For years, the measurement experts, including me, have told you to spend 10 percent of your communication budget figuring out whether the other 90 percent is working. But that doesn’t really tell you how to allocate that 10 percent, nor does it cover all the scenarios.
There is one area that is problematic even for the most seasoned PR pros: helping to drive communications when their company or organization makes layoffs.
Last night’s press conference to share information about New York City’s first Ebola case was a demonstration of crisis communications in action.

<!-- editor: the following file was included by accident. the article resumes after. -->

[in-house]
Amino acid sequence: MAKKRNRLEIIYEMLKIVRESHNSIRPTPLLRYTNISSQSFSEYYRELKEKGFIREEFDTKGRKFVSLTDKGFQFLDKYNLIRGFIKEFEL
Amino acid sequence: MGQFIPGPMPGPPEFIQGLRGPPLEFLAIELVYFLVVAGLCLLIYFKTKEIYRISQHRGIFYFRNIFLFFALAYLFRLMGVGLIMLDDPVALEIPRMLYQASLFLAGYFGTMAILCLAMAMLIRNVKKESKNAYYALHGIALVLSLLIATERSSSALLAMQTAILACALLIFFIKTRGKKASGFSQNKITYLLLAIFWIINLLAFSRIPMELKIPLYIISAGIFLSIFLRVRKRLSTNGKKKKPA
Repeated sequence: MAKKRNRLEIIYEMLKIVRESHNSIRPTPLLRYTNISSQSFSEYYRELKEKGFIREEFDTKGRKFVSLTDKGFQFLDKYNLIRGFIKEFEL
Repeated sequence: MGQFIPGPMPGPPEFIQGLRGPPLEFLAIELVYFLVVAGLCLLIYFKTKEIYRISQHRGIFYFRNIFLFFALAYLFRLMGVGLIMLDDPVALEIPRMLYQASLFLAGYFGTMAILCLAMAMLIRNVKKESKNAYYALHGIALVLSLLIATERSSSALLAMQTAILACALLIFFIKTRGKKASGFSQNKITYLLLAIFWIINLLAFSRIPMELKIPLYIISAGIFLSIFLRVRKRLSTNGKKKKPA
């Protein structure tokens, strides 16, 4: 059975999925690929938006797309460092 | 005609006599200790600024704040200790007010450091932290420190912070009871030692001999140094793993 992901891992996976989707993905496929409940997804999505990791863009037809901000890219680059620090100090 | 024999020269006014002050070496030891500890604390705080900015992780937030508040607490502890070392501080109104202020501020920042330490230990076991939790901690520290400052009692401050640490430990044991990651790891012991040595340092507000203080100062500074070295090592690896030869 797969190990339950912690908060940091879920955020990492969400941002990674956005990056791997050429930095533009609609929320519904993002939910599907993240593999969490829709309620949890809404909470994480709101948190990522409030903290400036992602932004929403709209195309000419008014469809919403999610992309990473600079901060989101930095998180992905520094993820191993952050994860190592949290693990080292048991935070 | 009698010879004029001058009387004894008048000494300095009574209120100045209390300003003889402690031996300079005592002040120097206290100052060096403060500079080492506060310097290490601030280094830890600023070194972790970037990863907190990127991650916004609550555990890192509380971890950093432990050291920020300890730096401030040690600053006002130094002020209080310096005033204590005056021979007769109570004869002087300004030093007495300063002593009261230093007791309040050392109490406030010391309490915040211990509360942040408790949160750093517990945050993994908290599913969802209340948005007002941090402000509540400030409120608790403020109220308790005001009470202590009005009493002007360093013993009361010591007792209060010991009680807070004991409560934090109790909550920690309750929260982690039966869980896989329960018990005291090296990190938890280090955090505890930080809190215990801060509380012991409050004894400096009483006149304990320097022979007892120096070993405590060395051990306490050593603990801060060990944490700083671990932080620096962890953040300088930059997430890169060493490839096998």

PR pros are increasingly enamored by social media channels and other digital platforms that are transforming business communications. Then there’s the press release, which doesn’t get nearly as much love as of late.
Any PR pro knows that what matters most to the C-suite isn’t the amount of media coverage but the actual value it represents—or ROI. But there is no standard measurement tool or piece of software that magically calculates it.
At yesterday’s Communications Week “PRx” event in New York, Barri Rafferty, CEO of Ketchum North America, said that women need to stop saying “I’m sorry” if they want to become chief executives. The phrase “I’m sorry” is used too freely by women, according to Rafferty. It’s usually a thoughtless preamble to a statement or mere […]